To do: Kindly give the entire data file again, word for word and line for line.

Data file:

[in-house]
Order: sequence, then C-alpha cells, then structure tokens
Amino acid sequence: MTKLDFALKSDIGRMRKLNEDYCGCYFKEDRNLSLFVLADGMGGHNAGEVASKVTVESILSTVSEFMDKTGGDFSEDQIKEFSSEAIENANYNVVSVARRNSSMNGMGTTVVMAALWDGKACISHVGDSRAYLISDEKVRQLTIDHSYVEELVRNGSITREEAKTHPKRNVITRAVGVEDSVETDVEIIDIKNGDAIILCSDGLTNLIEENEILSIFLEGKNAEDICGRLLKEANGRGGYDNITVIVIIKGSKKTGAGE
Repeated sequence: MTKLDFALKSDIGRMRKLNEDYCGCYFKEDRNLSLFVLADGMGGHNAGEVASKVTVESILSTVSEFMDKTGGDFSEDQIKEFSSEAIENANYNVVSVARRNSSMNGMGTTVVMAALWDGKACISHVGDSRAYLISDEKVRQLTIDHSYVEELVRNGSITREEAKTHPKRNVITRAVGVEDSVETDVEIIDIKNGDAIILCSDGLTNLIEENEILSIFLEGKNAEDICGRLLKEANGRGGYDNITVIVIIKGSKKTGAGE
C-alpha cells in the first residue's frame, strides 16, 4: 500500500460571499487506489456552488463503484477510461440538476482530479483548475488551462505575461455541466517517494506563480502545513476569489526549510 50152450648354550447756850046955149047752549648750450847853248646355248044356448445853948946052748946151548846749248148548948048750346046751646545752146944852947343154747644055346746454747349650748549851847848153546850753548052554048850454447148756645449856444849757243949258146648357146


[in-house]
Order: sequence, then C-alpha cells, then structure tokens
Amino acid sequence: MTKLDFALKSDIGRMRKLNEDYCGCYFKEDRNLSLFVLADGMGGHNAGEVASKVTVESILSTVSEFMDKTGGDFSEDQIKEFSSEAIENANYNVVSVARRNSSMNGMGTTVVMAALWDGKACISHVGDSRAYLISDEKVRQLTIDHSYVEELVRNGSITREEAKTHPKRNVITRAVGVEDSVETDVEIIDIKNGDAIILCSDGLTNLIEENEILSIFLEGKNAEDICGRLLKEANGRGGYDNITVIVIIKGSKKTGAGE
Repeated sequence: MTKLDFALKSDIGRMRKLNEDYCGCYFKEDRNLSLFVLADGMGGHNAGEVASKVTVESILSTVSEFMDKTGGDFSEDQIKEFSSEAIENANYNVVSVARRNSSMNGMGTTVVMAALWDGKACISHVGDSRAYLISDEKVRQLTIDHSYVEELVRNGSITREEAKTHPKRNVITRAVGVEDSVETDVEIIDIKNGDAIILCSDGLTNLIEENEILSIFLEGKNAEDICGRLLKEANGRGGYDNITVIVIIKGSKKTGAGE
C-alpha cells in the first residue's frame, strides 16, 4: 500500500460571499487506489456552488463503484477510461440538476482530479483548475488551462505575461455541466517517494506563480502545513476569489526549510 50152450648354550447756850046955149047752549648750450847853248646355248044356448445853948946052748946151548846749248148548948048750346046751646545752146944852947343154747644055346746454747349650748549851847848153546850753548052554048850454447148756645449856444849757243949258146648357146